Thursday, November 22, 2012

Tag or untagged?

Fundamentally, there are only two different Ethernet switch port types: access or trunk.

An access switchport can only participate in the VLAN to which it has been assigned and data is not tagged.

A trunk switchport can participate in multiple VLANs but in order to do so expects the data to be 'tagged' so the switch will know where the data is ultimately expected to go. The switch then reads the VLAN ID tagged data and then knows to which ports it should be talking or where it should be going.

VLANs are typically used to provide logical separation for different network segments or subnets but it is important to realize that just because a switch supports layer-2 tagging (802.1q VLAN tagging) does not mean that it provides routing between them, which is a layer-3 function.

A trunk switchport would be employed if, for instance, your router supported trunking/tagging. Instead of simply being on VLAN 13, port 1 could be configured on the switch as a trunk port and both VLAN 13 and VLAN 459 would be set as tagged. Data from both networks could traverse the same physical wire back to your router but would not be aware of one another. Guests would still be isolated on VLAN 459 while the office was safe and sound on VLAN 13. Trunk switchports are typically employed in virtualization, where one network interface is expected to support systems on multiple VLAN IDs or network segments.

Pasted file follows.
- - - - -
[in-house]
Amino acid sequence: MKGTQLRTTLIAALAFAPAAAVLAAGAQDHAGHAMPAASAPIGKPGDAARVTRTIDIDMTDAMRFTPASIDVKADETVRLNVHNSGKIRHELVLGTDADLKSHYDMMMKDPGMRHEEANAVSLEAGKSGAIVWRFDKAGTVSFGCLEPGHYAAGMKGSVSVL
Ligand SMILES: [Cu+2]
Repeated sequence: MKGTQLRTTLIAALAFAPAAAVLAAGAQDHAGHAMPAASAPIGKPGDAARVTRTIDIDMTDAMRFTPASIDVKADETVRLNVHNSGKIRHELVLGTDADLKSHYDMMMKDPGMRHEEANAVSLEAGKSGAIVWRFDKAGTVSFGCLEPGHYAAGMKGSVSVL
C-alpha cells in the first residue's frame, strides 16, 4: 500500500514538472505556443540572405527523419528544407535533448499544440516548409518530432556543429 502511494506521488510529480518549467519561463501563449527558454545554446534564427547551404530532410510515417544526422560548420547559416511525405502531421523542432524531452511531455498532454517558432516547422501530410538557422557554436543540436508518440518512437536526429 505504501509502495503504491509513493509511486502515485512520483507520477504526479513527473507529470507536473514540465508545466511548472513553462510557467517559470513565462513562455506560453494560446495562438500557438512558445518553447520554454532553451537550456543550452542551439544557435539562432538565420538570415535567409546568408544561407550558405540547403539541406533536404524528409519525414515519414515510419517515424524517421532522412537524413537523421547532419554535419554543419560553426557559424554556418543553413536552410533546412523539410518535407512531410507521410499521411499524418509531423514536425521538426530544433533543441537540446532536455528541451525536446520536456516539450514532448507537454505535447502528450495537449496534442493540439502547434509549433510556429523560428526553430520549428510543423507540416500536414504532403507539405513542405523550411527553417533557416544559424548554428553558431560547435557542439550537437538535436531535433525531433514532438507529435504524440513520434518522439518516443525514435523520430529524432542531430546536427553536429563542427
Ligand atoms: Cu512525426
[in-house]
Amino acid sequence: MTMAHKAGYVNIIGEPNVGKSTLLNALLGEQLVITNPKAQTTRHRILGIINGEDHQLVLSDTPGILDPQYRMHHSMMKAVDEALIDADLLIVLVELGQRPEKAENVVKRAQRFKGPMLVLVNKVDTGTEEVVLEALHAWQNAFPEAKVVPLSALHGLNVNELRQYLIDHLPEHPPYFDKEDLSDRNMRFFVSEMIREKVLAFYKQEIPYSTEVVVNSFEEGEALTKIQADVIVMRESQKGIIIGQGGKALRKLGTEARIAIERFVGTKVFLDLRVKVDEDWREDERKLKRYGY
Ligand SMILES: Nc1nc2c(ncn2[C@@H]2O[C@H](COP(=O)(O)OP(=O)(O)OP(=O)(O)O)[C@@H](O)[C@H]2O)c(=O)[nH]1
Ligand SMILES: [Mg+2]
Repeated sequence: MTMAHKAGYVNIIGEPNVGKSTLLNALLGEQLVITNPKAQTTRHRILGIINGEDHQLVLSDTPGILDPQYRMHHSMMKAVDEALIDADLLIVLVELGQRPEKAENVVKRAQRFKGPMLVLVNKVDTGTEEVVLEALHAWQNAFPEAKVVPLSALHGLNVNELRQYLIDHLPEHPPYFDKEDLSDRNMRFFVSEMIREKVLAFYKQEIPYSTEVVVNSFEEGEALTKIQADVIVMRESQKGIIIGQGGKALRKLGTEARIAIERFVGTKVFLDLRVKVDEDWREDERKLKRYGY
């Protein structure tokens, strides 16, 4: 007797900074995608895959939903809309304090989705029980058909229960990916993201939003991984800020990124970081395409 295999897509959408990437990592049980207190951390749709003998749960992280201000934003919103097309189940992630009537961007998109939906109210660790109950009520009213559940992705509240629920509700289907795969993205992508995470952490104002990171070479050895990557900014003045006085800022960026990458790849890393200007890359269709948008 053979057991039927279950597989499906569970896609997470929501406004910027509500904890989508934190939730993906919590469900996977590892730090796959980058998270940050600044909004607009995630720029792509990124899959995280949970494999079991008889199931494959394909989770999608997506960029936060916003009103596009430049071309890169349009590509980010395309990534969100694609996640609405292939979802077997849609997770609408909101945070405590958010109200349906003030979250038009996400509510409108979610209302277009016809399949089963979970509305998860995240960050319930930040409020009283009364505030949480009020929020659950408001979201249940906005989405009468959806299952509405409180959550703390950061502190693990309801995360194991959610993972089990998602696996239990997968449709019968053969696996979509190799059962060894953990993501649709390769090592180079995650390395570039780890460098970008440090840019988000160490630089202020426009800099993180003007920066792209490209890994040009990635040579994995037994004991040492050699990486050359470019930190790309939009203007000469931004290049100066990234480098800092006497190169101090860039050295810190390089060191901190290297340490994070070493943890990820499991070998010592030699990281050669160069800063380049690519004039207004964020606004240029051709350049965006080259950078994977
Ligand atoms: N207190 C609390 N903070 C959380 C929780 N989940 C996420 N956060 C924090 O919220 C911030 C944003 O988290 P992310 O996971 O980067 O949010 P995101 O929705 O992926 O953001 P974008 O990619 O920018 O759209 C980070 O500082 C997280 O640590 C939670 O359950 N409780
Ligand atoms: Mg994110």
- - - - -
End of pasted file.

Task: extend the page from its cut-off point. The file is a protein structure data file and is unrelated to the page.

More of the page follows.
Tagged and untagged describe how a frame on a VLAN is transmitted from a port. The frame can be tagged in which case it will contains an 802.1q VLAN Tag Control information field, or not tagged. Untagged doesn't mean "not on a VLAN". In a VLAN-aware network, every packet is forwarded on a VLAN. In a VLAN-aware network frames need not contain a tag identifying the VLAN they are travelling on. Switches can use other mechanisms, such as policy to decide that.

VLAN is completely on wire side, wireless doesn't have this concept.

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